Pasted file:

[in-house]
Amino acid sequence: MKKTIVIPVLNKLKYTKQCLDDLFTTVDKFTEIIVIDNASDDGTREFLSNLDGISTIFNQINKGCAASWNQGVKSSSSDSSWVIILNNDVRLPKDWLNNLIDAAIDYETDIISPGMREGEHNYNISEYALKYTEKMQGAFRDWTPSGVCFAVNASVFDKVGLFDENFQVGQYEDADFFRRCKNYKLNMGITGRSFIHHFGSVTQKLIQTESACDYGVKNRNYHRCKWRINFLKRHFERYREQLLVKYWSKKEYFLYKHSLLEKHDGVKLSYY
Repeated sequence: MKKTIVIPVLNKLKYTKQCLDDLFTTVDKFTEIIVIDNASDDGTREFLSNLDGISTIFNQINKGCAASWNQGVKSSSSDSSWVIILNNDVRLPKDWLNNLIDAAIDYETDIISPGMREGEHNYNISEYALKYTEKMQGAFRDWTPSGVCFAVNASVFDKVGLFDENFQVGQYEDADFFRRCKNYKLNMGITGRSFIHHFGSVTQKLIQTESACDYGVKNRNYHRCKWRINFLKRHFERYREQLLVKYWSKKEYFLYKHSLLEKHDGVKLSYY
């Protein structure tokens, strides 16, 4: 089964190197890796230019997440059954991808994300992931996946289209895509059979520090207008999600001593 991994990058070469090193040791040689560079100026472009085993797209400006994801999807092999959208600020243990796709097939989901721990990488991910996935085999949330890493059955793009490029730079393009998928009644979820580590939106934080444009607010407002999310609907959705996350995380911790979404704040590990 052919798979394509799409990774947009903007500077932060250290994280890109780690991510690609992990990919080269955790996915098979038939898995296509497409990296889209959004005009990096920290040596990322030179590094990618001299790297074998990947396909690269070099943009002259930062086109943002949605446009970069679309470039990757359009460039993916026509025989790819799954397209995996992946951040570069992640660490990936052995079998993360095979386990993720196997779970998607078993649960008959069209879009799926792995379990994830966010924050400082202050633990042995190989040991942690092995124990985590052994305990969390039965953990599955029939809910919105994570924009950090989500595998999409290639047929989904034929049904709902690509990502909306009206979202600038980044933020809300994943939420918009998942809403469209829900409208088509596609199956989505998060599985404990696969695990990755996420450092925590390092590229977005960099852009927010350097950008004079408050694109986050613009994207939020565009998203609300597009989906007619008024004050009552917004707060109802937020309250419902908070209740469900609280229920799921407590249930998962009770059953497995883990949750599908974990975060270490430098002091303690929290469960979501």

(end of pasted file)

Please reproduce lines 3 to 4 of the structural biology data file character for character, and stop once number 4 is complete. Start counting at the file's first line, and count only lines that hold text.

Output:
Repeated sequence: MKKTIVIPVLNKLKYTKQCLDDLFTTVDKFTEIIVIDNASDDGTREFLSNLDGISTIFNQINKGCAASWNQGVKSSSSDSSWVIILNNDVRLPKDWLNNLIDAAIDYETDIISPGMREGEHNYNISEYALKYTEKMQGAFRDWTPSGVCFAVNASVFDKVGLFDENFQVGQYEDADFFRRCKNYKLNMGITGRSFIHHFGSVTQKLIQTESACDYGVKNRNYHRCKWRINFLKRHFERYREQLLVKYWSKKEYFLYKHSLLEKHDGVKLSYY
């Protein structure tokens, strides 16, 4: 089964190197890796230019997440059954991808994300992931996946289209895509059979520090207008999600001593 991994990058070469090193040791040689560079100026472009085993797209400006994801999807092999959208600020243990796709097939989901721990990488991910996935085999949330890493059955793009490029730079393009998928009644979820580590939106934080444009607010407002999310609907959705996350995380911790979404704040590990 052919798979394509799409990774947009903007500077932060250290994280890109780690991510690609992990990919080269955790996915098979038939898995296509497409990296889209959004005009990096920290040596990322030179590094990618001299790297074998990947396909690269070099943009002259930062086109943002949605446009970069679309470039990757359009460039993916026509025989790819799954397209995996992946951040570069992640660490990936052995079998993360095979386990993720196997779970998607078993649960008959069209879009799926792995379990994830966010924050400082202050633990042995190989040991942690092995124990985590052994305990969390039965953990599955029939809910919105994570924009950090989500595998999409290639047929989904034929049904709902690509990502909306009206979202600038980044933020809300994943939420918009998942809403469209829900409208088509596609199956989505998060599985404990696969695990990755996420450092925590390092590229977005960099852009927010350097950008004079408050694109986050613009994207939020565009998203609300597009989906007619008024004050009552917004707060109802937020309250419902908070209740469900609280229920799921407590249930998962009770059953497995883990949750599908974990975060270490430098002091303690929290469960979501």